Journal Issue

EU economic policies: IMF surveillance of euro area reflects increasing interest in multilateral approach

International Monetary Fund. External Relations Dept.
Published Date:
January 2001
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In stage 3 of the European Economic and Monetary Union (EMU), member countries replaced their national exchange and monetary policies with common policies determined by EU institutions, including the European Central Bank (ECB). This institutional change had immediate procedural and operational implications for IMF surveillance.

The key issue is that only countries are members of the IMF, and EU institutions have no obligations under the IMF’s Articles of Agreement to discuss their policies with it. However, euro-area countries must make sure that the IMF is able to carry out its mandate under the Articles, and an Article IV consultation with a member cannot be completed without the IMF having an opportunity to assess core policies—such as monetary and exchange rate policies—that fall within its jurisdiction.

Therefore, in late 1998, just before the start of stage 3 of EMU, the IMF Executive Board decided that discussions with representatives of the relevant EU institu-tions—the ECB, but also the Council of Ministers, which has prerogatives in the area of the exchange rate—needed to take place as part of the Article IV consultations with individual euro-area countries.

In practice, the current frequency of Article IV consultations with individual euro-area countries—generally a 12-month cycle—has been maintained. Staff missions visit these countries and report to the Executive Board on national economic developments and the policies that are shaped and implemented at the national level (notably, fiscal and structural policies).

In addition, twice a year IMF staff hold discussions with the EU institutions responsible for common policies (monetary and exchange rate policies). Although these discussions are held separately from the discussions with individual euro-area countries, they are considered an integral part of the Article IV process for each member. Board discussions of individual euro-area countries are clustered, to the extent possible, around the time of the discussions with the relevant EU institutions. While the key policy discussions are essentially at the ECB in Frankfurt, IMF staff also visit the European Commission in Brussels to provide a context on EU- and euro area-wide developments.

Staff reports on these discussions are issued to the IMF Executive Board. One of these reports provides the basis for a Board meeting on the monetary and exchange rate policies of the euro-area countries in the context of the Article IV consultation with these countries. This discussion typically takes place every fall. A follow-up report on the second set of discussions is normally issued each spring for the information of the Board; it provides the context for bilateral consultations with the euro-area countries whose reviews do not coincide broadly with the annual Board discussion of the euro area. It is expected that this second report will not give rise to a Board meeting, but any Executive Director can call for a formal discussion of the matters covered in the paper.

At the end of each mission, the staff team prepares a concluding statement that is left (and discussed) with the president of the ECB and the Eurogroup—the informal group of finance ministers in the euro-area countries. This short paper contains preliminary remarks and highlights themes that are usually more fully explored in the subsequent staff reports.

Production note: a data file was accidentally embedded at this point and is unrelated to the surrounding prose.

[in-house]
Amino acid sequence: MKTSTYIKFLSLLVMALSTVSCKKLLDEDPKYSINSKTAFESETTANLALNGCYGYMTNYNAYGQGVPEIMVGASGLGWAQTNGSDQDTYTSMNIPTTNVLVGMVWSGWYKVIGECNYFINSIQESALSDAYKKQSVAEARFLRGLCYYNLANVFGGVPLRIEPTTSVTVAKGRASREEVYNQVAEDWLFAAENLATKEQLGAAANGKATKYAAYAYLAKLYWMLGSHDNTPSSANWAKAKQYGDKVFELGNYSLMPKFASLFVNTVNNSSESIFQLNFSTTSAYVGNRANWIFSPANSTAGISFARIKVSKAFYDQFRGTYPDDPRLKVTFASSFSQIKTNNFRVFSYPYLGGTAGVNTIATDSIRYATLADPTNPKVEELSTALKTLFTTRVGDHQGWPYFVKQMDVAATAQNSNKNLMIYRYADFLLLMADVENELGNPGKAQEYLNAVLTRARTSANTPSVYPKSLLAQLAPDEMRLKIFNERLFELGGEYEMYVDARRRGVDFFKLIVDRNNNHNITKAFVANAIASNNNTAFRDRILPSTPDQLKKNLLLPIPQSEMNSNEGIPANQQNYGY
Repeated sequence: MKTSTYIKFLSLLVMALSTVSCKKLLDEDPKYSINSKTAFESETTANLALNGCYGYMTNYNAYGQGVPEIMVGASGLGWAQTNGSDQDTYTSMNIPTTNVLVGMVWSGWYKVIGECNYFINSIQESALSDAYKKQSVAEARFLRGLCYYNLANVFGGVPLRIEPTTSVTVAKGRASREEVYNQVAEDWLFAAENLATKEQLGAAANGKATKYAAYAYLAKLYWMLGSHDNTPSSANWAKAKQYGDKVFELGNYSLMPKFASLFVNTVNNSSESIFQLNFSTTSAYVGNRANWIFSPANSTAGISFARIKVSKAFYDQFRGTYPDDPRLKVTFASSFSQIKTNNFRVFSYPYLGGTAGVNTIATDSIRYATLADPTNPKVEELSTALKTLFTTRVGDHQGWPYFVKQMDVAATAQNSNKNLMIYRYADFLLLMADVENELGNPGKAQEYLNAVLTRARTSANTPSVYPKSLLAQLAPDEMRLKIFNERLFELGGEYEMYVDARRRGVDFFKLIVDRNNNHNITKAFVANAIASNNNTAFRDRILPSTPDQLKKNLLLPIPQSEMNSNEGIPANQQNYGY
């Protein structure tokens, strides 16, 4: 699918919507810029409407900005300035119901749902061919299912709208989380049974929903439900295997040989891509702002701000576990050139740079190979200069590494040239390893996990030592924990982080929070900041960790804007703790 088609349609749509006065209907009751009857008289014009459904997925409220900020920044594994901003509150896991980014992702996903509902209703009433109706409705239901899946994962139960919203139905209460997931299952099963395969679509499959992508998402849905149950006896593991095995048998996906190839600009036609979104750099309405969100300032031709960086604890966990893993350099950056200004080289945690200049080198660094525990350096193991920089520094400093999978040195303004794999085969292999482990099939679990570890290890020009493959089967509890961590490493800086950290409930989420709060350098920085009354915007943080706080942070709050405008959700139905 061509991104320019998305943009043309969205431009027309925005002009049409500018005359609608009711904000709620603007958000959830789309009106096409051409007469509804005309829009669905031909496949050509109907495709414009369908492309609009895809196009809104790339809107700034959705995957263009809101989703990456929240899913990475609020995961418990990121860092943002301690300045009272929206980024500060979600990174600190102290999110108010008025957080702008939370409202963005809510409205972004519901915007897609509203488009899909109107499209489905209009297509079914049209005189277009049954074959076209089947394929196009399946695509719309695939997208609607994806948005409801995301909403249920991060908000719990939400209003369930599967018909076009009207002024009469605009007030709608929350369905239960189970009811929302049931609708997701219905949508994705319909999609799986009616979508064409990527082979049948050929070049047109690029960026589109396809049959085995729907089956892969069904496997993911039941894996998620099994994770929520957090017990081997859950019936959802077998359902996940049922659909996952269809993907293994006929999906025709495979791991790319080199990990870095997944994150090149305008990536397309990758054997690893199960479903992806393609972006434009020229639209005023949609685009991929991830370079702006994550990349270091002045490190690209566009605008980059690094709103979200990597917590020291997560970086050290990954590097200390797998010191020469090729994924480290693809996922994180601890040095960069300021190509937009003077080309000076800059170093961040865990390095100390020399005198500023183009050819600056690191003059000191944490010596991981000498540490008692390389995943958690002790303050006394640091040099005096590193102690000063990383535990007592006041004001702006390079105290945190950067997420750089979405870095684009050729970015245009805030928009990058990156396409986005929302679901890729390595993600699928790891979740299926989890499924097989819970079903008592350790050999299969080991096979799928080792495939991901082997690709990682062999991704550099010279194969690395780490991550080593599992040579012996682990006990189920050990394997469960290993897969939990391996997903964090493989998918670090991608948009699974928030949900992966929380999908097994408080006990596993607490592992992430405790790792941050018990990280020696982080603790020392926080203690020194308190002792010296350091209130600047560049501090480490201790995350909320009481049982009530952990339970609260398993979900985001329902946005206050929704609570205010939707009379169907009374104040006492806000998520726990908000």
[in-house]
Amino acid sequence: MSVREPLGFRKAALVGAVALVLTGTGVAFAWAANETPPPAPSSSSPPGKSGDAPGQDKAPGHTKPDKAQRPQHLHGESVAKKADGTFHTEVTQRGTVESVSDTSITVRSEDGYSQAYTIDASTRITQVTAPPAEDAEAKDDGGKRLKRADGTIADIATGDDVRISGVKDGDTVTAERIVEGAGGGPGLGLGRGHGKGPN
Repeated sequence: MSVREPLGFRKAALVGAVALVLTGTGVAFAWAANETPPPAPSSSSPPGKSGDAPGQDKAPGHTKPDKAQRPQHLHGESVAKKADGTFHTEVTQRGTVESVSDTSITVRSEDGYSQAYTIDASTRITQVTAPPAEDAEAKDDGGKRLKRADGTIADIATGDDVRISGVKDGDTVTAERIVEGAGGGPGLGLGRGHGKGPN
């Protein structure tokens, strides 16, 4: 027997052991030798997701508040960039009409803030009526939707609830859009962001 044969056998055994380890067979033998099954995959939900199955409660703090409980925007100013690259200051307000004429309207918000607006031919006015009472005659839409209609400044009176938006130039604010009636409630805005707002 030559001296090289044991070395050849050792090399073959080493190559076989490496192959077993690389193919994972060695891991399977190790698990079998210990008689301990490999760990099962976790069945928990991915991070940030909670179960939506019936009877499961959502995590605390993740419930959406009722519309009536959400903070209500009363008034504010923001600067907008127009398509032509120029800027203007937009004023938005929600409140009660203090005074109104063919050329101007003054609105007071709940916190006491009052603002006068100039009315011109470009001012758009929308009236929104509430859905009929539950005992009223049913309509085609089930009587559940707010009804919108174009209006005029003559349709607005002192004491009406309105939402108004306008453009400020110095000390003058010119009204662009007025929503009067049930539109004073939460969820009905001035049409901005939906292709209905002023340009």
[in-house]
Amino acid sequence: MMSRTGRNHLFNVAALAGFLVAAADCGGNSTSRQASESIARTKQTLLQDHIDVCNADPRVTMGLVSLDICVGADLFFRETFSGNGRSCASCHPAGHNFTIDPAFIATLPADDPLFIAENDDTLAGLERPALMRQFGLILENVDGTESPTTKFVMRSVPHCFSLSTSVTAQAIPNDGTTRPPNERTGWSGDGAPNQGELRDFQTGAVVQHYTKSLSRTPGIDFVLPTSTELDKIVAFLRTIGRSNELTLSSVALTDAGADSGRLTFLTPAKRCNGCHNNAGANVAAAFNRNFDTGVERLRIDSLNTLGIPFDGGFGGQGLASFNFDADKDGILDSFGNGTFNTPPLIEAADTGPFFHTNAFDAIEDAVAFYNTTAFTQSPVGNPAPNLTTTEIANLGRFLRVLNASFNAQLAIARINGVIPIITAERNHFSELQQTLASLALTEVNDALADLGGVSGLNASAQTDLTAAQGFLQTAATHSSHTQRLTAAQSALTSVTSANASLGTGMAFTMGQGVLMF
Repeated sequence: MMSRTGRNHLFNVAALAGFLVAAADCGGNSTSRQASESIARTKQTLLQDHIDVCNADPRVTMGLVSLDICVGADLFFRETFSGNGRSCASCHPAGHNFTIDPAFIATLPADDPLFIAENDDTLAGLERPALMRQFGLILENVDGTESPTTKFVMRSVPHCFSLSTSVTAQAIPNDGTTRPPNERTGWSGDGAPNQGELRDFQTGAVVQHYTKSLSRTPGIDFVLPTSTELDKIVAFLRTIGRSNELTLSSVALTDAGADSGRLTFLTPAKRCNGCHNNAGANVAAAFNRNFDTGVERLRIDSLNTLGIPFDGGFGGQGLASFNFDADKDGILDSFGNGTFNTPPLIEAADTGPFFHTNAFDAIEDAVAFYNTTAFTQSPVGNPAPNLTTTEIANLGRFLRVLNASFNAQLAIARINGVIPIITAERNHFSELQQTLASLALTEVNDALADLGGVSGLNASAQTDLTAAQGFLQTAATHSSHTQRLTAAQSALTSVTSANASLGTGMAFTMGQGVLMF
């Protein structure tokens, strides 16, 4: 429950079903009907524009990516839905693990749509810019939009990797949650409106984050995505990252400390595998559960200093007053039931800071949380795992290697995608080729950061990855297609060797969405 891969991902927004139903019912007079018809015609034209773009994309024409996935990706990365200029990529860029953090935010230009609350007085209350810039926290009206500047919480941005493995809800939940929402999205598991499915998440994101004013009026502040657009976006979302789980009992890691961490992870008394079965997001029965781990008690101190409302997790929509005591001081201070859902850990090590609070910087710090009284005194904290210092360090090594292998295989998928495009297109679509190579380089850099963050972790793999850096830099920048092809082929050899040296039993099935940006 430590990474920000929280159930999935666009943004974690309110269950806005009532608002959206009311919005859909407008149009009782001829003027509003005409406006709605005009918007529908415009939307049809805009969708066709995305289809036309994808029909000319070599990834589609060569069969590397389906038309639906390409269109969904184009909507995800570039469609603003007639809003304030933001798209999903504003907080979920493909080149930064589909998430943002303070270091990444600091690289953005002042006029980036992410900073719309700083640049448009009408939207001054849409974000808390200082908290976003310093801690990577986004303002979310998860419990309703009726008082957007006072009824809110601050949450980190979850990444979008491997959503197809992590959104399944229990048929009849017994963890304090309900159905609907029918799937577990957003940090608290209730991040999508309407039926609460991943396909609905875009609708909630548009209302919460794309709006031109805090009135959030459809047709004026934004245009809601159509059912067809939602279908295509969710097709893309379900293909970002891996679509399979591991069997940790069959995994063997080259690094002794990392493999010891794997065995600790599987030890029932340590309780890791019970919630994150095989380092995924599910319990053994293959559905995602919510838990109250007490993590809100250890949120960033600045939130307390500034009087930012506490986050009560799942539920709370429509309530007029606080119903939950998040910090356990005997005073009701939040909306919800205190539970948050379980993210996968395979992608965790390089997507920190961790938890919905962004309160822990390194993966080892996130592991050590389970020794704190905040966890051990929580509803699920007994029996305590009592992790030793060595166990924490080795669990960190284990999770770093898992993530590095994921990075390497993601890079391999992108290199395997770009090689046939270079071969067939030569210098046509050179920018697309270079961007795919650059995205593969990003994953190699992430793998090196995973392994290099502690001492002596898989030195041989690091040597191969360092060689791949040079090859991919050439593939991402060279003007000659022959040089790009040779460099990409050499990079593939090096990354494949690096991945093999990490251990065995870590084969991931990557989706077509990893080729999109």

The recently released concluding statement argues that, while the internal dynamics of the euro area remain robust, a weaker external environment heightens downside risks to the outlook. Domestic demand growth is projected to hover around 3 percent on the back of tax cuts, steady employment creation, and high corporate profitability. Against the background of a sharper-than-expected slowdown in the United States, a faltering recovery in Japan, and some turnaround in the euro exchange rate, the external sector will, however, contribute less this year to GDP growth than in 1999-2000. Overall, growth in the euro area is likely to decline from the 3.4 percent annual rate in 2000 to about 23/4 percent in 2001.

In this context of slower global growth and reversing oil prices, the staff argues, the risks to medium-term price stability are receding, and headroom may be emerging for cutting interest rates, especially if the global slowdown proves deeper than currently anticipated or if the euro appreciates sharply. However, a wait-and-see attitude in monetary policymaking seems appropriate for now, given that currently some indicators of inflationary pressure are still in excess of ECB targets.

IMF surveillance of the euro area exemplifies its increasing interest in regional and multilateral surveillance. This interest is also reflected in the procedures for monitoring the other monetary unions among IMF members, notably the West Africa Economic and Monetary Union (WAEMU), the Central African Economic and Monetary Communities (CAEMC) (which jointly comprise the CFA or Communaute financiere africaine), and the Eastern Caribbean Central Bank (ECCB). The IMF’s Executive Board holds yearly discussions on monetary and trade policies of the CFA, while developments in the ECCB are reported to the Board but are not for now the subject of a formal Board meeting.

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